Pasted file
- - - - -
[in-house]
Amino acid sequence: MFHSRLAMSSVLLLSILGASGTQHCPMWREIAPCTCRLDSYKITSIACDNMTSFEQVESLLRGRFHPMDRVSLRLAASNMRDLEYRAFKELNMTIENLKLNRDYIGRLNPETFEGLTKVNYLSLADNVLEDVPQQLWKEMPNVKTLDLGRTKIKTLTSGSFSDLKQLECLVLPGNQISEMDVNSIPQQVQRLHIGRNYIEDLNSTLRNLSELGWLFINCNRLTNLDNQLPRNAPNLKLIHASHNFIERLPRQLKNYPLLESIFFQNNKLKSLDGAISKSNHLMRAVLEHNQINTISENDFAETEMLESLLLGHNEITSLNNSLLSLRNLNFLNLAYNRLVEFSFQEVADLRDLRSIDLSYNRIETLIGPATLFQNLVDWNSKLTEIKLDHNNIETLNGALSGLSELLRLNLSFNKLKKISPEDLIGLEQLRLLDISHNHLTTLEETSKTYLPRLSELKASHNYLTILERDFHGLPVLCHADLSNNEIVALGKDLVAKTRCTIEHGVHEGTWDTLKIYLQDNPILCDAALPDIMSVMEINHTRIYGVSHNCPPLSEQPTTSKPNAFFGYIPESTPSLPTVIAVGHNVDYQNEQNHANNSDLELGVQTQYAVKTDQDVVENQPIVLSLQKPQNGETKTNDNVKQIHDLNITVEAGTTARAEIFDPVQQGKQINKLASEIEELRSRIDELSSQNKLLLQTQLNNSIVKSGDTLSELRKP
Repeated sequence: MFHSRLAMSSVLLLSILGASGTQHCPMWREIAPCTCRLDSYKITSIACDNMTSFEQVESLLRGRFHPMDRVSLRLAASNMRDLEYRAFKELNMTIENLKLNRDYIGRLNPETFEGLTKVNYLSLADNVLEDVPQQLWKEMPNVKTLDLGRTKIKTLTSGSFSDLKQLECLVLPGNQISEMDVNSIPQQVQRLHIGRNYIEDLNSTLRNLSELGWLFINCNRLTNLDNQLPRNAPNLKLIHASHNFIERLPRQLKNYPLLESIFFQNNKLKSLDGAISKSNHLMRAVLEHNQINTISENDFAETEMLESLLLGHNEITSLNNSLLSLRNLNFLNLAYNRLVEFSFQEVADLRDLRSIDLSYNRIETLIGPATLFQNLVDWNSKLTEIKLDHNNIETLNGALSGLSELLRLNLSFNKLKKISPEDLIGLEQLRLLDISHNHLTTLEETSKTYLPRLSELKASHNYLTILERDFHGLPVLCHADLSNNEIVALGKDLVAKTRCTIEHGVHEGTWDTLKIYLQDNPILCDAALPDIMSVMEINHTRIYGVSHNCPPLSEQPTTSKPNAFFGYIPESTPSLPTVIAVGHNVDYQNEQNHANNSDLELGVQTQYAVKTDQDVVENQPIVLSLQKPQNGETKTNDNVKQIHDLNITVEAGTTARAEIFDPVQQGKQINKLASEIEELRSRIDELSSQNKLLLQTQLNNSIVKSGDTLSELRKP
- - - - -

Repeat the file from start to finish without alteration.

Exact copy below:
[in-house]
Amino acid sequence: MFHSRLAMSSVLLLSILGASGTQHCPMWREIAPCTCRLDSYKITSIACDNMTSFEQVESLLRGRFHPMDRVSLRLAASNMRDLEYRAFKELNMTIENLKLNRDYIGRLNPETFEGLTKVNYLSLADNVLEDVPQQLWKEMPNVKTLDLGRTKIKTLTSGSFSDLKQLECLVLPGNQISEMDVNSIPQQVQRLHIGRNYIEDLNSTLRNLSELGWLFINCNRLTNLDNQLPRNAPNLKLIHASHNFIERLPRQLKNYPLLESIFFQNNKLKSLDGAISKSNHLMRAVLEHNQINTISENDFAETEMLESLLLGHNEITSLNNSLLSLRNLNFLNLAYNRLVEFSFQEVADLRDLRSIDLSYNRIETLIGPATLFQNLVDWNSKLTEIKLDHNNIETLNGALSGLSELLRLNLSFNKLKKISPEDLIGLEQLRLLDISHNHLTTLEETSKTYLPRLSELKASHNYLTILERDFHGLPVLCHADLSNNEIVALGKDLVAKTRCTIEHGVHEGTWDTLKIYLQDNPILCDAALPDIMSVMEINHTRIYGVSHNCPPLSEQPTTSKPNAFFGYIPESTPSLPTVIAVGHNVDYQNEQNHANNSDLELGVQTQYAVKTDQDVVENQPIVLSLQKPQNGETKTNDNVKQIHDLNITVEAGTTARAEIFDPVQQGKQINKLASEIEELRSRIDELSSQNKLLLQTQLNNSIVKSGDTLSELRKP
Repeated sequence: MFHSRLAMSSVLLLSILGASGTQHCPMWREIAPCTCRLDSYKITSIACDNMTSFEQVESLLRGRFHPMDRVSLRLAASNMRDLEYRAFKELNMTIENLKLNRDYIGRLNPETFEGLTKVNYLSLADNVLEDVPQQLWKEMPNVKTLDLGRTKIKTLTSGSFSDLKQLECLVLPGNQISEMDVNSIPQQVQRLHIGRNYIEDLNSTLRNLSELGWLFINCNRLTNLDNQLPRNAPNLKLIHASHNFIERLPRQLKNYPLLESIFFQNNKLKSLDGAISKSNHLMRAVLEHNQINTISENDFAETEMLESLLLGHNEITSLNNSLLSLRNLNFLNLAYNRLVEFSFQEVADLRDLRSIDLSYNRIETLIGPATLFQNLVDWNSKLTEIKLDHNNIETLNGALSGLSELLRLNLSFNKLKKISPEDLIGLEQLRLLDISHNHLTTLEETSKTYLPRLSELKASHNYLTILERDFHGLPVLCHADLSNNEIVALGKDLVAKTRCTIEHGVHEGTWDTLKIYLQDNPILCDAALPDIMSVMEINHTRIYGVSHNCPPLSEQPTTSKPNAFFGYIPESTPSLPTVIAVGHNVDYQNEQNHANNSDLELGVQTQYAVKTDQDVVENQPIVLSLQKPQNGETKTNDNVKQIHDLNITVEAGTTARAEIFDPVQQGKQINKLASEIEELRSRIDELSSQNKLLLQTQLNNSIVKSGDTLSELRKP